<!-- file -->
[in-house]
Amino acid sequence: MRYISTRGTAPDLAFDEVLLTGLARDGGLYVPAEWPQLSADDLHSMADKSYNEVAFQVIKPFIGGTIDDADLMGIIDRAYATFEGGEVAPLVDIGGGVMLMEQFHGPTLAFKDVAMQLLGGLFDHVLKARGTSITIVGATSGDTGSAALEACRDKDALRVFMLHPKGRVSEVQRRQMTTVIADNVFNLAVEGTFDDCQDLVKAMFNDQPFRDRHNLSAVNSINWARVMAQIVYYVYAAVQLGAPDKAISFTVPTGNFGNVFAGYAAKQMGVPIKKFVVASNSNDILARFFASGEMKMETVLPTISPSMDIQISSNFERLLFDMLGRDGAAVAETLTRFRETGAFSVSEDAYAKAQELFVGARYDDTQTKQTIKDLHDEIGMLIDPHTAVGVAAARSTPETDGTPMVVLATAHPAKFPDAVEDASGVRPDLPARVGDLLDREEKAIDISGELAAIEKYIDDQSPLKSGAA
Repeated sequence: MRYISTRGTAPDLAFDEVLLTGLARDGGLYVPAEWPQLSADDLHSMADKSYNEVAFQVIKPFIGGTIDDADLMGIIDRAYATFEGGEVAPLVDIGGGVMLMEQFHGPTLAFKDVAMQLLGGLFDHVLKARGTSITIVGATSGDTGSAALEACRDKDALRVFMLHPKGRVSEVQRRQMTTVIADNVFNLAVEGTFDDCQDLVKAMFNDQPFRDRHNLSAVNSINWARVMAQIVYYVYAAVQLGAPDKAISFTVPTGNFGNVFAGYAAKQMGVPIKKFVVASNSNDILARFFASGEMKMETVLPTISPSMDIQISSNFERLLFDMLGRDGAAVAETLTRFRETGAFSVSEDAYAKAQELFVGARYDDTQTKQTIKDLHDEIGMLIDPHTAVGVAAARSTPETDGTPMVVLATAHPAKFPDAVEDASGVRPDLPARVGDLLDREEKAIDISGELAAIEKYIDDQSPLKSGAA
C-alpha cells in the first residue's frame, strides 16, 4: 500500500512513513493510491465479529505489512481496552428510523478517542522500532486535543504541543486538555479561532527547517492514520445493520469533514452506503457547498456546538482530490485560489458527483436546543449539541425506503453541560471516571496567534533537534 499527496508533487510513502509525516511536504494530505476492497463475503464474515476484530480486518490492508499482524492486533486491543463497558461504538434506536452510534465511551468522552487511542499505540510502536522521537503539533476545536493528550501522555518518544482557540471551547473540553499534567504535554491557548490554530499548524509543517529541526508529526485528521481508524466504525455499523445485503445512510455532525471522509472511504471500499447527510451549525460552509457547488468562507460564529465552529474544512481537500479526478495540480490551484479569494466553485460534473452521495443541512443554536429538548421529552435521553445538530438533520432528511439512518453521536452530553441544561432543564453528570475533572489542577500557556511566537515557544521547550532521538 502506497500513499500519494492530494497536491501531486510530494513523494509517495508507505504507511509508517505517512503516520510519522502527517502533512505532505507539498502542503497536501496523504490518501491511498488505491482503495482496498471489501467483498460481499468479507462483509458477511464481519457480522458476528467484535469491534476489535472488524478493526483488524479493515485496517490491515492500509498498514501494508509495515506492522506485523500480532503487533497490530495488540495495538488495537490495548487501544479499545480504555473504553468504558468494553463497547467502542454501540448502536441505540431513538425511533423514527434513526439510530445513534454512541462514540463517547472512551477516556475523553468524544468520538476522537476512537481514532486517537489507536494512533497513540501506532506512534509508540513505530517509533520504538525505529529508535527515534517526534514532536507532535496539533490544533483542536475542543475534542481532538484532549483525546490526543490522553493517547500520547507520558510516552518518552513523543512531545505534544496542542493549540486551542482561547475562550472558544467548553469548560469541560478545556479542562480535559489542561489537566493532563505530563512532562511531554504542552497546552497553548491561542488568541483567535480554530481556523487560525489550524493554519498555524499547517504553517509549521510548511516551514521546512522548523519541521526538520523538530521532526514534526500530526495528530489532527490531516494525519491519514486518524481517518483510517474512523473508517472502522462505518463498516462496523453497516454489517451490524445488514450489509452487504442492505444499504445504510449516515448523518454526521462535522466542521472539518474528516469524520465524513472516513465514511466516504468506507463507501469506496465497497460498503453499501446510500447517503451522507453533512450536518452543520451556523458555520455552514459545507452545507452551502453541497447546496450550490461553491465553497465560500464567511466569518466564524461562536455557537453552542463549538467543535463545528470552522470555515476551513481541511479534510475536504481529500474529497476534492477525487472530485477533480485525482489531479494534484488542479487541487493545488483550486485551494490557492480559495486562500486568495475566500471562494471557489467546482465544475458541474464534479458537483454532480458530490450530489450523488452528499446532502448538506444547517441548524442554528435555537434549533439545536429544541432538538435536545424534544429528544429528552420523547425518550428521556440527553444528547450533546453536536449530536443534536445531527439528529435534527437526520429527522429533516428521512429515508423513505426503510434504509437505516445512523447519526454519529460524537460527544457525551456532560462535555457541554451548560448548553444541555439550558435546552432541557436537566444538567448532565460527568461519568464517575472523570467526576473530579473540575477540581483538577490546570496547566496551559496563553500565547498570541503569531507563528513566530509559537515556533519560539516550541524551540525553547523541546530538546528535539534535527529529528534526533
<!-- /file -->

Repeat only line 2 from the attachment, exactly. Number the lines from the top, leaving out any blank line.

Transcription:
Amino acid sequence: MRYISTRGTAPDLAFDEVLLTGLARDGGLYVPAEWPQLSADDLHSMADKSYNEVAFQVIKPFIGGTIDDADLMGIIDRAYATFEGGEVAPLVDIGGGVMLMEQFHGPTLAFKDVAMQLLGGLFDHVLKARGTSITIVGATSGDTGSAALEACRDKDALRVFMLHPKGRVSEVQRRQMTTVIADNVFNLAVEGTFDDCQDLVKAMFNDQPFRDRHNLSAVNSINWARVMAQIVYYVYAAVQLGAPDKAISFTVPTGNFGNVFAGYAAKQMGVPIKKFVVASNSNDILARFFASGEMKMETVLPTISPSMDIQISSNFERLLFDMLGRDGAAVAETLTRFRETGAFSVSEDAYAKAQELFVGARYDDTQTKQTIKDLHDEIGMLIDPHTAVGVAAARSTPETDGTPMVVLATAHPAKFPDAVEDASGVRPDLPARVGDLLDREEKAIDISGELAAIEKYIDDQSPLKSGAA